What happened in the 2019 Legislative Session?
The final budget agreed to by Governor Tim Walz and the Minnesota Legislature includes important steps to bring child care assistance in Minnesota up to federal standards, which will make child care assistance work better for families experiencing homelessness and ensure families moving to another county don't lose their assistance.
Governor Tim Walz’s budget proposal for FY 2020-21 and the House's Health and Human Services budget included large investments in affordable child care that would have boosted funding so more families could participate and reduce waiting lists, and brought provider reimbursement rates closer to market rates. Unfortunately, none of these were included in the final budget agreement, representing a significant lost opportunity and unfinished business that policymakers will need to address in future years.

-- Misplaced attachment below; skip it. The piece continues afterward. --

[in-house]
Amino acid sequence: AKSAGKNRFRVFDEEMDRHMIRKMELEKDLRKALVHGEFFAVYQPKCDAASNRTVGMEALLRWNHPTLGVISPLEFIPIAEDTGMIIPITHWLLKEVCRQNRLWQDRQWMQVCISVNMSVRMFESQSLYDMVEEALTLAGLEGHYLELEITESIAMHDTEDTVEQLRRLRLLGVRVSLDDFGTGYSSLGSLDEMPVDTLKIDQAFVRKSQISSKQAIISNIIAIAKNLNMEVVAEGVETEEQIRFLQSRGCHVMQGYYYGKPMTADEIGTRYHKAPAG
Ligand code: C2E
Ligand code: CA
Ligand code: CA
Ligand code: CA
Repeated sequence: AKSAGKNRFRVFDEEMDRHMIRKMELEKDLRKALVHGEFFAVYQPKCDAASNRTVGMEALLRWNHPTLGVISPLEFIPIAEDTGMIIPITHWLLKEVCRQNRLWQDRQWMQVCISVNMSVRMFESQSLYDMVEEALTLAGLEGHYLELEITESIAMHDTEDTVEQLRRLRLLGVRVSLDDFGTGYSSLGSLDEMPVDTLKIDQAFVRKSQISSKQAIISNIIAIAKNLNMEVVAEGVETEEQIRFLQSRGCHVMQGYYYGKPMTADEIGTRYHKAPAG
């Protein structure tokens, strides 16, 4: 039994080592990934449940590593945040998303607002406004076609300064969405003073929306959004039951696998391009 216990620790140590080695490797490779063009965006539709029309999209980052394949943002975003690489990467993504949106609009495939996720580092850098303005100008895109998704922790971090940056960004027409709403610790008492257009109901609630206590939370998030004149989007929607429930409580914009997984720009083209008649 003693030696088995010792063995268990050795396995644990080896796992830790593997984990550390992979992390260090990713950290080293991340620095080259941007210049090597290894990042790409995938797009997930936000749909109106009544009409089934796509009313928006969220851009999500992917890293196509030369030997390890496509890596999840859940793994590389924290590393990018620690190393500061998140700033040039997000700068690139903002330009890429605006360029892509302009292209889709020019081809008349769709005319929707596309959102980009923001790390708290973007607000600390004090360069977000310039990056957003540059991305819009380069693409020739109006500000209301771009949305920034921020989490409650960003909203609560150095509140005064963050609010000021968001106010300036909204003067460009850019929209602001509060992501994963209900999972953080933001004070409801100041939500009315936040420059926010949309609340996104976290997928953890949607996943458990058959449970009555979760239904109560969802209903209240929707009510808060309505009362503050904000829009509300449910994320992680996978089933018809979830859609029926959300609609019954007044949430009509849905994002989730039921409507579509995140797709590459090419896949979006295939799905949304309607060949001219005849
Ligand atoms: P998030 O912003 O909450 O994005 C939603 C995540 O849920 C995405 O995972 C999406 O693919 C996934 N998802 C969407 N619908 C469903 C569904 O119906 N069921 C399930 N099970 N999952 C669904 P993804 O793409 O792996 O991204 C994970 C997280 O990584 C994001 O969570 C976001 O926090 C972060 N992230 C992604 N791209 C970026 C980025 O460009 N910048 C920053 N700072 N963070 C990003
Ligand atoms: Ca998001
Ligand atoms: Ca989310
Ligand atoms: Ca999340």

What's at stake?
When families have affordable child care, parents can succeed in the workplace; kids can develop, play, and thrive in safe and stable environments; and employers can find and retain the workers they need.
Too many parents cannot find stable child care that meets their family’s needs. In Minnesota, the average cost of enrolling an infant in a child care center is $310 per week – that’s $16,120 per year.
Families of color and families living in certain regions of the state feel the pressure most. Not only is care expensive, but finding care that reflects cultural values or languages can be exceptionally challenging. Minnesota has over 222,000 child care spaces, but over 300,000 kids under age 6 who might need a child care spot.